Andre--Oort for moduli of abelian varieties is the natural generalization of the above situation. The j-invariant of an elliptic curve is nothing but its corresponding point in the moduli space of elliptic curves. Then one is led to look at the moduli of CM abelian varieties and to study algebraic relations between them --these relations are the more general Diophantine equations.

I hope this clarifies a bit the situation and it makes the problem look more natural.

I respect this answer and the effort involved in writing it. There should be more of this on the site.

However, I still don't really care about any of this. I don't know why it's so interesting to know that a polynomial has a lot of solutions in j-invariants or related things. Good though your answer is, I think it might to an extent be relying on the closure of the set of interesting topics under intersections, which I'm not sure is valid (diophantine equations are interesting, CM-points are interesting, therefore diophantine equations in CM points must be interesting). Is there some vaguely concrete example which might convince me more?

I respect this answer and the effort involved in writing it. There should be more of this on the site.

However, I still don't really care about any of this. I don't know why it's so interesting to know that a polynomial has a lot of solutions in j-invariants or related things. Good though your answer is, I think it might to an extent be relying on the closure of the set of interesting topics under intersections, which I'm not sure is valid (diophantine equations are interesting, CM-points are interesting, therefore diophantine equations in CM points must be interesting). Is there some vaguely concrete example which might convince me more?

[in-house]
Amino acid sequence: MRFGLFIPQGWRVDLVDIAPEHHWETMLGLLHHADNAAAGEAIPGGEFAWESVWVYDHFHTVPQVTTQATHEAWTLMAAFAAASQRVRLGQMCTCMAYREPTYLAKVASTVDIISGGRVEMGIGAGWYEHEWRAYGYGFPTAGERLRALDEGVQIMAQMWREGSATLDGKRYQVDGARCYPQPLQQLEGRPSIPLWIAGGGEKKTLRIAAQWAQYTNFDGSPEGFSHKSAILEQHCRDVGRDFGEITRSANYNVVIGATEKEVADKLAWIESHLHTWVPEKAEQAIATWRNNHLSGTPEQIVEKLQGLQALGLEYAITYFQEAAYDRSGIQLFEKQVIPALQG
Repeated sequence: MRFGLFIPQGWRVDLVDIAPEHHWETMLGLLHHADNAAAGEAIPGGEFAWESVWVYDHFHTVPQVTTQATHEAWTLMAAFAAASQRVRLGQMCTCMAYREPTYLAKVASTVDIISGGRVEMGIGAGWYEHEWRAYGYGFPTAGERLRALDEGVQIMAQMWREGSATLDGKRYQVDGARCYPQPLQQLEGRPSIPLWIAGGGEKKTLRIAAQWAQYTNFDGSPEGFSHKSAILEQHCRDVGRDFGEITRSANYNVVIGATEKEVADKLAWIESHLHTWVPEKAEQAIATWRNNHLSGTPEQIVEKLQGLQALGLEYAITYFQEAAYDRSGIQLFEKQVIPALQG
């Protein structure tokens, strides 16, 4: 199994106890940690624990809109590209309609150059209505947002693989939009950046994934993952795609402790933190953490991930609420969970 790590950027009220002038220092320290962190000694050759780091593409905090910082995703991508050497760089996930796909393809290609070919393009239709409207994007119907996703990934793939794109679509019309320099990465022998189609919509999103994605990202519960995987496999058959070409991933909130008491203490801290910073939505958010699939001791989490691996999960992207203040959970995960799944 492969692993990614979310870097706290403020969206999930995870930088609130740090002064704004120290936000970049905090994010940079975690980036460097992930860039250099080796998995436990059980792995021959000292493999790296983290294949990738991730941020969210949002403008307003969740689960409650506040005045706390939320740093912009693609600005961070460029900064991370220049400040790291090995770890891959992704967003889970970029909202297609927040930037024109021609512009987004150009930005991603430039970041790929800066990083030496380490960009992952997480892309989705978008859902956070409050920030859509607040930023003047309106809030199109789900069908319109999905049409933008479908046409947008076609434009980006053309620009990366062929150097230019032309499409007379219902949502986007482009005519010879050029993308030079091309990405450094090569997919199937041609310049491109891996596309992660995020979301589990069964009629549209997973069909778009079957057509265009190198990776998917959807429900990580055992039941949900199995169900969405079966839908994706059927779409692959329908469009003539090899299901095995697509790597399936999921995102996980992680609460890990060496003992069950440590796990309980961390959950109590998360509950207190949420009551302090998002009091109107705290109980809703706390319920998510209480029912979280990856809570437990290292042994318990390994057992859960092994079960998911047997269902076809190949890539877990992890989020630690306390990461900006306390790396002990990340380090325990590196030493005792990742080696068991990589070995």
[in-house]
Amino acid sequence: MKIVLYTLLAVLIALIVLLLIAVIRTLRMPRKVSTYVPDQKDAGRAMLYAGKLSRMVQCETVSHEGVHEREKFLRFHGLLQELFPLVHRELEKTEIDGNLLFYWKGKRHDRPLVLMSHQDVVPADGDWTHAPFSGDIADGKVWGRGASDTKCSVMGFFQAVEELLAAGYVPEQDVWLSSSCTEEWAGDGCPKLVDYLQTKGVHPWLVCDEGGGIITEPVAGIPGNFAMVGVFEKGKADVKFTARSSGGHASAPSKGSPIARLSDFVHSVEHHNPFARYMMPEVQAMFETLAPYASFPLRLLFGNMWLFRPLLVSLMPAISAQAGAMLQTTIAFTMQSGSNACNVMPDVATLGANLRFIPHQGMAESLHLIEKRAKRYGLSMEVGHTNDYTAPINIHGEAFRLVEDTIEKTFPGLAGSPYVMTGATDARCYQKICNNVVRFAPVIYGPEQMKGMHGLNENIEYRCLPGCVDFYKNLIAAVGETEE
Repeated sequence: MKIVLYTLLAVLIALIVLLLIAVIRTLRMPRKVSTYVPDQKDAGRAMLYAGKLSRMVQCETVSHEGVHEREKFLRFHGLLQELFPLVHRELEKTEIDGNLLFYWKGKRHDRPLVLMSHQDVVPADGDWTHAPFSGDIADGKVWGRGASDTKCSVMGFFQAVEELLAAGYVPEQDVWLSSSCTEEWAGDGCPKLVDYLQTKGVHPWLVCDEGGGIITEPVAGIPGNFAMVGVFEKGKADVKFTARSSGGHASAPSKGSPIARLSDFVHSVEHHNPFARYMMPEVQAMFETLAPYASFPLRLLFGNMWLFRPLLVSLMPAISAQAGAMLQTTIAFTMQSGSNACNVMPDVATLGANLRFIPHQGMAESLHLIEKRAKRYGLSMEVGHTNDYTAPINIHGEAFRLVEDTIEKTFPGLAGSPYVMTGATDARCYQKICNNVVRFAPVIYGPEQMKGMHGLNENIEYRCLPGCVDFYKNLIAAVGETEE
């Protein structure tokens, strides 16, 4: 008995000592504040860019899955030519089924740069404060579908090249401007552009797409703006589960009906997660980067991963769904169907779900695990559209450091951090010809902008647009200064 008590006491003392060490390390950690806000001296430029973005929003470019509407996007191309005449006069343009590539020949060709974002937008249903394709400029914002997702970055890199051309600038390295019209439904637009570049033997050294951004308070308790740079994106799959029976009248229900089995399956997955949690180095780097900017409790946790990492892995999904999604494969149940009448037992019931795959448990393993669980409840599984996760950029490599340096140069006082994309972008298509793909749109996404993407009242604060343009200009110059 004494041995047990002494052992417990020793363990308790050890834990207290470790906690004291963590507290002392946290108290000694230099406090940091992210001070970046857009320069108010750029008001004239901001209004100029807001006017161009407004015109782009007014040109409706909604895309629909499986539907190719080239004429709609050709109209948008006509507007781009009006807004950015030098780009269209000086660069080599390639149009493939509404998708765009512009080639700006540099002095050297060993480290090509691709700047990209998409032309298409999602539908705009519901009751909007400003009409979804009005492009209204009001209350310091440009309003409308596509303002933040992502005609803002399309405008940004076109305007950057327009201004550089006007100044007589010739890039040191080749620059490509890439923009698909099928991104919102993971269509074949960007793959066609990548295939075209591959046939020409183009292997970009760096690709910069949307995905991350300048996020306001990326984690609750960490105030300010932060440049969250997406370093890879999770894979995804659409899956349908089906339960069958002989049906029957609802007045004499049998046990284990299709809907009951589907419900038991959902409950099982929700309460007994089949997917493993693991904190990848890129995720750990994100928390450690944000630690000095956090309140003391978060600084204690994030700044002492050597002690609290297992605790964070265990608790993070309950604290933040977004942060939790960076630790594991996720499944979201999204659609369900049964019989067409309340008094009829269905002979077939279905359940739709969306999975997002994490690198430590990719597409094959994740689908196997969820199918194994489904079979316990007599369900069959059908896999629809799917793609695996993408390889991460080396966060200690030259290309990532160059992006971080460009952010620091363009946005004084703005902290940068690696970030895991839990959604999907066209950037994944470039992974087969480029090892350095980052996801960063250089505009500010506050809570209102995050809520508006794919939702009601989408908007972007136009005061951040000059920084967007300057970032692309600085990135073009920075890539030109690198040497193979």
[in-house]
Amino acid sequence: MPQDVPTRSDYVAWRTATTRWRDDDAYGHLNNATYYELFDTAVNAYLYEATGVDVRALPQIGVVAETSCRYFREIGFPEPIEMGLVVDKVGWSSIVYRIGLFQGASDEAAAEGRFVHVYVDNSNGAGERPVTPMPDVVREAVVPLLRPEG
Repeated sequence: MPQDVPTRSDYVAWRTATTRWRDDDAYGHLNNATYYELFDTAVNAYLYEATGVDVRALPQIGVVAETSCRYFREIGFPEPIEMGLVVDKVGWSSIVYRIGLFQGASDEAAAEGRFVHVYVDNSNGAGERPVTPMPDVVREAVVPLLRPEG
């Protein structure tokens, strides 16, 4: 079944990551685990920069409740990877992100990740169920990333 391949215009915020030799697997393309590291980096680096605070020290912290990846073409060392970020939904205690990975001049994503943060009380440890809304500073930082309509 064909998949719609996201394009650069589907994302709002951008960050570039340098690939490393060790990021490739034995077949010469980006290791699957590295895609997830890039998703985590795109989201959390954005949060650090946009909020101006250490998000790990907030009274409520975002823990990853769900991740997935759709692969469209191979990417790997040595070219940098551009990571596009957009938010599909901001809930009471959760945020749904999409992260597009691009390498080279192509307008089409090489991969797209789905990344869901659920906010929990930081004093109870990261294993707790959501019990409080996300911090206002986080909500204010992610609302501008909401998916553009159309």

Hi, it's me again. Let me try to explain the content of looking a Diophantine equations on j-invariants.

If you have a CM elliptic curve $E$ you might wonder how to produce another one in a non-trivial way (i.e. don't choose a fixed ${E}_{0}$ with CM and return the same ${E}_{0}$ for all $E$). A simple answer is given by isogenies: any elliptic curve $E\prime $ isogenous to $E$ has CM ("isogenous'' is just a groid way to say "you go from one to the other with a change of variables''). At the level of $j$-invariants this isogeny relation is given by the so-called Hecke operators, which are certain multivalued algebraic functions defined in terms of congruence subgroups acting on the upper half plane (i.e. some modular yabadaba.)